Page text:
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Leading article: Fairness and realism on pensions

No one is going to like being told to work longer for a lower pension. But that is what teachers, nurses and other public sector workers will have to do under the terms of the independent review of pensions by Lord Hutton. Their unions have reacted with indignation, protesting that millions of innocent public servants will be picking up the bill for a financial crisis caused by bankers who continue to enjoy bumper bonuses.

It is unfortunate that Britain's pensions crisis is being addressed after a recession and the banking crisis that caused it. But pensions are a far deeper problem, rooted in the hard demographic fact that we are all living longer. In 1970 the average man lived 10 years in retirement; today the average is double that. How are we going to pay for our pensions over those extra years? The old way – paying out of taxes on the working population – can no longer cope.

Lord Hutton had to address two key issues: affordability and fairness. He has produced a realistic and fair-minded report. Younger public servants will have to retire at 65 not 60. Pensions will be based on average earnings over a whole career, rather than on final salary. Pensions will be lower, but still guaranteed. They will be fairer, because top-earners will no longer be advantaged at the expense of ordinary pensioners. The report has exploded the myth that public sector pensions are "gold-plated"; the average is about £7,800 a year. But it has also shattered the idea that public sector workers are paid significantly less than those in the private sector – and therefore deserve better pensions to offset poorer pay. There is no evidence for that.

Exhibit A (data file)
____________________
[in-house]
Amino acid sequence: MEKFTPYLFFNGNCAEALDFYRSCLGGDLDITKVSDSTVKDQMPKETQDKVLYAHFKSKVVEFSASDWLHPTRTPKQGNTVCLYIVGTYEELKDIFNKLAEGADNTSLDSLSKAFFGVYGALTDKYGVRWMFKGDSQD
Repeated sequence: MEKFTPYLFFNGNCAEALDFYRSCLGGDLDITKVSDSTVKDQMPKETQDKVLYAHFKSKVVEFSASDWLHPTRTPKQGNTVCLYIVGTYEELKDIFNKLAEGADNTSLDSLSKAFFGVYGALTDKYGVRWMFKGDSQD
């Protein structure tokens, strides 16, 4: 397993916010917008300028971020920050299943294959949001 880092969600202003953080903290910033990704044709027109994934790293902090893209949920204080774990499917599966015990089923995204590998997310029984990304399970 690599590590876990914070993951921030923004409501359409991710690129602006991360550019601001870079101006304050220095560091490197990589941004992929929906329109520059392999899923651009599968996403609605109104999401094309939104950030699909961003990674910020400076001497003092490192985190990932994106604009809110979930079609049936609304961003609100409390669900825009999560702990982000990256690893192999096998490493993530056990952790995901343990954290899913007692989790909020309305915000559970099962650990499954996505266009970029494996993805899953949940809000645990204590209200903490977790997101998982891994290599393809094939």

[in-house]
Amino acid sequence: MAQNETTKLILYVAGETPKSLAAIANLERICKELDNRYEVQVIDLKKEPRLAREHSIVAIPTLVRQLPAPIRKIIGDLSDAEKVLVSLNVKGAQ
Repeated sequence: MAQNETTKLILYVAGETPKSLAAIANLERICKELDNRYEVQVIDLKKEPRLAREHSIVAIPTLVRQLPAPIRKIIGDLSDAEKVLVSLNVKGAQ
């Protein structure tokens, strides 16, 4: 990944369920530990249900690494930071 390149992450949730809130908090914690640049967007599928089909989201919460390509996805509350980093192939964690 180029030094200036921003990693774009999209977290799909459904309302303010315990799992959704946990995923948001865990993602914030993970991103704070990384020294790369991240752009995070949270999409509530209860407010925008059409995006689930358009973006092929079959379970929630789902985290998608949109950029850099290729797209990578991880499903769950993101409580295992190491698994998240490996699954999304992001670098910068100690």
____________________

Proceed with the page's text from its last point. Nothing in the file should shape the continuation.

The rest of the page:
There will be details to sort out. Lord Hutton's notion of a 59-year-old firefighter is problematic. And it is important that the Coalition government does not cherry-pick those Hutton recommendations which suit its cost-cutting agenda and ignore the costlier measures which give the report its balance. Pension reform is a long-term issue, and should not be used by the government to tackle the short-term deficit. But public sector workers should reflect that the changes will leave them with considerably more generous pensions than those in the private sector can hope to achieve.